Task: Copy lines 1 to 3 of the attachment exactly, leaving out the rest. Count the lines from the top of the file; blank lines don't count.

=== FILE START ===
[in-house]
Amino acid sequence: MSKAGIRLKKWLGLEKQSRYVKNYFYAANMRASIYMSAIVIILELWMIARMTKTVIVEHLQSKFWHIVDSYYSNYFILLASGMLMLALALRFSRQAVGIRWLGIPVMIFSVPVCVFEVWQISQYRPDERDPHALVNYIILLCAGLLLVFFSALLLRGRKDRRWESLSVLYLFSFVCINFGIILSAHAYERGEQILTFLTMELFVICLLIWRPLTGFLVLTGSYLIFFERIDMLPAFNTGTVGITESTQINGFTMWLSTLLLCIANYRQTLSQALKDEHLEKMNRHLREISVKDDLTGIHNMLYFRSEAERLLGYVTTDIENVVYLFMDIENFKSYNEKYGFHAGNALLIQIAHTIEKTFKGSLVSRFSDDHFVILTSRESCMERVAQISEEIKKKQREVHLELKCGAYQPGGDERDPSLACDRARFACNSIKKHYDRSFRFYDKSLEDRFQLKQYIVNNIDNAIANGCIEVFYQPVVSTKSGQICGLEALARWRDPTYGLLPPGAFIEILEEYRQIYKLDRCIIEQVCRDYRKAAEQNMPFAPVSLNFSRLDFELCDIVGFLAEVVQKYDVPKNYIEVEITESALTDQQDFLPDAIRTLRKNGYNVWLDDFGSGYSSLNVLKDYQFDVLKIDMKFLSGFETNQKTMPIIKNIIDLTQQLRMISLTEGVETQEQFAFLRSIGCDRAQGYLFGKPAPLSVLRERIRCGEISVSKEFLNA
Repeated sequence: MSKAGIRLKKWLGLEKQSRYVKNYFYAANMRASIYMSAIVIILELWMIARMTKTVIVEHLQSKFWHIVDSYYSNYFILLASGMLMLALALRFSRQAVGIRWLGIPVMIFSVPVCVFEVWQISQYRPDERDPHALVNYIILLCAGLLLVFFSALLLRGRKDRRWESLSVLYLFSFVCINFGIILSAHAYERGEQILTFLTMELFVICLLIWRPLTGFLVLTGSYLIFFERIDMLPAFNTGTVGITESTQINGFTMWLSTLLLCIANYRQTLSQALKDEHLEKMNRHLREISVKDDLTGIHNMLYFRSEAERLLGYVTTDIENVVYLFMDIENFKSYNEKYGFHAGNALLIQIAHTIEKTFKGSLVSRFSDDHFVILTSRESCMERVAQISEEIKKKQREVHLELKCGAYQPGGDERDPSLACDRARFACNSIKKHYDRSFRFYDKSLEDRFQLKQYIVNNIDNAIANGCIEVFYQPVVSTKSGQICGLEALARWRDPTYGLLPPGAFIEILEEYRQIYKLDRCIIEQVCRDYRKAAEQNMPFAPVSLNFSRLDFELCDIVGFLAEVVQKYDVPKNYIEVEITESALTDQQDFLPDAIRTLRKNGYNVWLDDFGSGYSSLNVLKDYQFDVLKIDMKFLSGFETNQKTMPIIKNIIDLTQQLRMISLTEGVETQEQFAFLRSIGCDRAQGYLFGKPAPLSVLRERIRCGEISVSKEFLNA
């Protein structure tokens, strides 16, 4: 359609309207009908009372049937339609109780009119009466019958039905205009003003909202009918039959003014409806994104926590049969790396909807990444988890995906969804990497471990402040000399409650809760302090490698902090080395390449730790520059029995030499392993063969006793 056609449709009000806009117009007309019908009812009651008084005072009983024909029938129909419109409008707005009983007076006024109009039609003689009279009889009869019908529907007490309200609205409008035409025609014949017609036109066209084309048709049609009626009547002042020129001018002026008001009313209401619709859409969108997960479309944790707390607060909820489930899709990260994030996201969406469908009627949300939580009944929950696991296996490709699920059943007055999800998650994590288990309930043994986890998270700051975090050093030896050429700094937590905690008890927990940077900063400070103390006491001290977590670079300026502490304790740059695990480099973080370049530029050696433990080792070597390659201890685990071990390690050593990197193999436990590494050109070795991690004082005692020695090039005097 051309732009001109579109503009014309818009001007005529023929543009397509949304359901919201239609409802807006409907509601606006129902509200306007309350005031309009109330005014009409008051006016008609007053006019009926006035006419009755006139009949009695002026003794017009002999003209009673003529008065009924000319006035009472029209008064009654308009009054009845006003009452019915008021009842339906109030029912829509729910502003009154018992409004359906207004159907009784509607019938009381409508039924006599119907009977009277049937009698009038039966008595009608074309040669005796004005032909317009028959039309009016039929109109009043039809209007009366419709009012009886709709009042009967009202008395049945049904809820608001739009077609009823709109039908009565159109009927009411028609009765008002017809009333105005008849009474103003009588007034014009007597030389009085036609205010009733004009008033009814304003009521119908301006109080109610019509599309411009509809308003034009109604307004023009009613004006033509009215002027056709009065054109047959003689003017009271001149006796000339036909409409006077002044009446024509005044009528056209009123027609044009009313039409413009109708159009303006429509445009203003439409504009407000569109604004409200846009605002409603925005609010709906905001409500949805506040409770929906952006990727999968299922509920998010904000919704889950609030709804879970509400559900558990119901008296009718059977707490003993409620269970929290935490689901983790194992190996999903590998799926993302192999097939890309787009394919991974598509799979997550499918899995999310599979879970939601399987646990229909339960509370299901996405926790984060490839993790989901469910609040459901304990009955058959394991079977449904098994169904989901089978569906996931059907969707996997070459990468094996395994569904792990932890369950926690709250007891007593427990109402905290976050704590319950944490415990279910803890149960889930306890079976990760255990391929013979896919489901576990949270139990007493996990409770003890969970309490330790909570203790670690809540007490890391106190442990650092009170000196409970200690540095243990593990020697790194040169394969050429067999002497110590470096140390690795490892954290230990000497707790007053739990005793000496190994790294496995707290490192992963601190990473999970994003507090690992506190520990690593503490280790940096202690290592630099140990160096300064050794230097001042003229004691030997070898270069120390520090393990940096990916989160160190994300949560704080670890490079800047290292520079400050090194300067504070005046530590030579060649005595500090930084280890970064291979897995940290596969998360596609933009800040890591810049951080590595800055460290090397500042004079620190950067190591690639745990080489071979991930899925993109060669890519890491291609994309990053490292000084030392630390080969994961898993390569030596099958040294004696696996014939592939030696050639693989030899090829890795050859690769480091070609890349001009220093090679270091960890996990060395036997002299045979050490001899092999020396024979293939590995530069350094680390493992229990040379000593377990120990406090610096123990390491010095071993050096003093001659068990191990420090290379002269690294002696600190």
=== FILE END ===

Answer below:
[in-house]
Amino acid sequence: MSKAGIRLKKWLGLEKQSRYVKNYFYAANMRASIYMSAIVIILELWMIARMTKTVIVEHLQSKFWHIVDSYYSNYFILLASGMLMLALALRFSRQAVGIRWLGIPVMIFSVPVCVFEVWQISQYRPDERDPHALVNYIILLCAGLLLVFFSALLLRGRKDRRWESLSVLYLFSFVCINFGIILSAHAYERGEQILTFLTMELFVICLLIWRPLTGFLVLTGSYLIFFERIDMLPAFNTGTVGITESTQINGFTMWLSTLLLCIANYRQTLSQALKDEHLEKMNRHLREISVKDDLTGIHNMLYFRSEAERLLGYVTTDIENVVYLFMDIENFKSYNEKYGFHAGNALLIQIAHTIEKTFKGSLVSRFSDDHFVILTSRESCMERVAQISEEIKKKQREVHLELKCGAYQPGGDERDPSLACDRARFACNSIKKHYDRSFRFYDKSLEDRFQLKQYIVNNIDNAIANGCIEVFYQPVVSTKSGQICGLEALARWRDPTYGLLPPGAFIEILEEYRQIYKLDRCIIEQVCRDYRKAAEQNMPFAPVSLNFSRLDFELCDIVGFLAEVVQKYDVPKNYIEVEITESALTDQQDFLPDAIRTLRKNGYNVWLDDFGSGYSSLNVLKDYQFDVLKIDMKFLSGFETNQKTMPIIKNIIDLTQQLRMISLTEGVETQEQFAFLRSIGCDRAQGYLFGKPAPLSVLRERIRCGEISVSKEFLNA
Repeated sequence: MSKAGIRLKKWLGLEKQSRYVKNYFYAANMRASIYMSAIVIILELWMIARMTKTVIVEHLQSKFWHIVDSYYSNYFILLASGMLMLALALRFSRQAVGIRWLGIPVMIFSVPVCVFEVWQISQYRPDERDPHALVNYIILLCAGLLLVFFSALLLRGRKDRRWESLSVLYLFSFVCINFGIILSAHAYERGEQILTFLTMELFVICLLIWRPLTGFLVLTGSYLIFFERIDMLPAFNTGTVGITESTQINGFTMWLSTLLLCIANYRQTLSQALKDEHLEKMNRHLREISVKDDLTGIHNMLYFRSEAERLLGYVTTDIENVVYLFMDIENFKSYNEKYGFHAGNALLIQIAHTIEKTFKGSLVSRFSDDHFVILTSRESCMERVAQISEEIKKKQREVHLELKCGAYQPGGDERDPSLACDRARFACNSIKKHYDRSFRFYDKSLEDRFQLKQYIVNNIDNAIANGCIEVFYQPVVSTKSGQICGLEALARWRDPTYGLLPPGAFIEILEEYRQIYKLDRCIIEQVCRDYRKAAEQNMPFAPVSLNFSRLDFELCDIVGFLAEVVQKYDVPKNYIEVEITESALTDQQDFLPDAIRTLRKNGYNVWLDDFGSGYSSLNVLKDYQFDVLKIDMKFLSGFETNQKTMPIIKNIIDLTQQLRMISLTEGVETQEQFAFLRSIGCDRAQGYLFGKPAPLSVLRERIRCGEISVSKEFLNA